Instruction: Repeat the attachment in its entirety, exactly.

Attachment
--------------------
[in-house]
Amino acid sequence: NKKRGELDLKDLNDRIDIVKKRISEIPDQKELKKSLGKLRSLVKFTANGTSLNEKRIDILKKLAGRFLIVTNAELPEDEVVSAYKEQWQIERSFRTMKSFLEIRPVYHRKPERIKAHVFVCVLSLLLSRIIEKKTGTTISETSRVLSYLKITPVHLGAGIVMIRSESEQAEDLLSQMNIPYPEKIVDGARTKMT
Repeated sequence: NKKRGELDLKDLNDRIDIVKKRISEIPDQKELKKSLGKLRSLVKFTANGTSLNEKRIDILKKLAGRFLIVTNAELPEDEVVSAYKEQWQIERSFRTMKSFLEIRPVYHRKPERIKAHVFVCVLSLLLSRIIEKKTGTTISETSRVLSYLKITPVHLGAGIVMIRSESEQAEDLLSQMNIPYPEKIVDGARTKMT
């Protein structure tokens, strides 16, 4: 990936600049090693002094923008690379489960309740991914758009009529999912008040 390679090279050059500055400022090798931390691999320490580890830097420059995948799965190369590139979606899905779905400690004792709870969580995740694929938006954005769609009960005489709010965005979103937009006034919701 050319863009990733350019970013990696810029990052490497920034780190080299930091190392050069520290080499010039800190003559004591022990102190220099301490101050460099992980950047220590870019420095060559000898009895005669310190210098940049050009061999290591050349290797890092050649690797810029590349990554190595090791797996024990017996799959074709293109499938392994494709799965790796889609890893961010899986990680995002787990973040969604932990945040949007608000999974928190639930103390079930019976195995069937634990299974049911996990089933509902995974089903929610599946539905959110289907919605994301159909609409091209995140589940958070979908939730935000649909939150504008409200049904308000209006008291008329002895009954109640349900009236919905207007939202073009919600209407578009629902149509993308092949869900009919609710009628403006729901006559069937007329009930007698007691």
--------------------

[in-house]
Amino acid sequence: NKKRGELDLKDLNDRIDIVKKRISEIPDQKELKKSLGKLRSLVKFTANGTSLNEKRIDILKKLAGRFLIVTNAELPEDEVVSAYKEQWQIERSFRTMKSFLEIRPVYHRKPERIKAHVFVCVLSLLLSRIIEKKTGTTISETSRVLSYLKITPVHLGAGIVMIRSESEQAEDLLSQMNIPYPEKIVDGARTKMT
Repeated sequence: NKKRGELDLKDLNDRIDIVKKRISEIPDQKELKKSLGKLRSLVKFTANGTSLNEKRIDILKKLAGRFLIVTNAELPEDEVVSAYKEQWQIERSFRTMKSFLEIRPVYHRKPERIKAHVFVCVLSLLLSRIIEKKTGTTISETSRVLSYLKITPVHLGAGIVMIRSESEQAEDLLSQMNIPYPEKIVDGARTKMT
């Protein structure tokens, strides 16, 4: 990936600049090693002094923008690379489960309740991914758009009529999912008040 390679090279050059500055400022090798931390691999320490580890830097420059995948799965190369590139979606899905779905400690004792709870969580995740694929938006954005769609009960005489709010965005979103937009006034919701 050319863009990733350019970013990696810029990052490497920034780190080299930091190392050069520290080499010039800190003559004591022990102190220099301490101050460099992980950047220590870019420095060559000898009895005669310190210098940049050009061999290591050349290797890092050649690797810029590349990554190595090791797996024990017996799959074709293109499938392994494709799965790796889609890893961010899986990680995002787990973040969604932990945040949007608000999974928190639930103390079930019976195995069937634990299974049911996990089933509902995974089903929610599946539905959110289907919605994301159909609409091209995140589940958070979908939730935000649909939150504008409200049904308000209006008291008329002895009954109640349900009236919905207007939202073009919600209407578009629902149509993308092949869900009919609710009628403006729901006559069937007329009930007698007691």